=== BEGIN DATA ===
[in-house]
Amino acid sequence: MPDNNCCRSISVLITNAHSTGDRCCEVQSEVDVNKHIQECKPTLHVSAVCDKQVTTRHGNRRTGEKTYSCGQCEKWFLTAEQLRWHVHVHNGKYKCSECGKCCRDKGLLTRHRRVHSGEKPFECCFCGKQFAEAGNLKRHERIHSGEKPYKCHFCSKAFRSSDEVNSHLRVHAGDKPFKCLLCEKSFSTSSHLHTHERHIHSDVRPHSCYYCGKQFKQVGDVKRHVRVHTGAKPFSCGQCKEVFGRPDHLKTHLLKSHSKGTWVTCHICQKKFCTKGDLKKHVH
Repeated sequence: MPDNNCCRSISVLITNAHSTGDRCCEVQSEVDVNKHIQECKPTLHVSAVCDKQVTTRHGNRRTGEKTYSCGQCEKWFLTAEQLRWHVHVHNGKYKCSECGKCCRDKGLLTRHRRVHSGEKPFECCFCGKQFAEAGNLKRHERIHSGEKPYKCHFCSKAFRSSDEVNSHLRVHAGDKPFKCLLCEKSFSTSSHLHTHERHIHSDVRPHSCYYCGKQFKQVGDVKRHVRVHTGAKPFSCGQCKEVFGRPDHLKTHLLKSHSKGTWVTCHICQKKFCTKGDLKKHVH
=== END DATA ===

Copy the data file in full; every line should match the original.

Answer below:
[in-house]
Amino acid sequence: MPDNNCCRSISVLITNAHSTGDRCCEVQSEVDVNKHIQECKPTLHVSAVCDKQVTTRHGNRRTGEKTYSCGQCEKWFLTAEQLRWHVHVHNGKYKCSECGKCCRDKGLLTRHRRVHSGEKPFECCFCGKQFAEAGNLKRHERIHSGEKPYKCHFCSKAFRSSDEVNSHLRVHAGDKPFKCLLCEKSFSTSSHLHTHERHIHSDVRPHSCYYCGKQFKQVGDVKRHVRVHTGAKPFSCGQCKEVFGRPDHLKTHLLKSHSKGTWVTCHICQKKFCTKGDLKKHVH
Repeated sequence: MPDNNCCRSISVLITNAHSTGDRCCEVQSEVDVNKHIQECKPTLHVSAVCDKQVTTRHGNRRTGEKTYSCGQCEKWFLTAEQLRWHVHVHNGKYKCSECGKCCRDKGLLTRHRRVHSGEKPFECCFCGKQFAEAGNLKRHERIHSGEKPYKCHFCSKAFRSSDEVNSHLRVHAGDKPFKCLLCEKSFSTSSHLHTHERHIHSDVRPHSCYYCGKQFKQVGDVKRHVRVHTGAKPFSCGQCKEVFGRPDHLKTHLLKSHSKGTWVTCHICQKKFCTKGDLKKHVH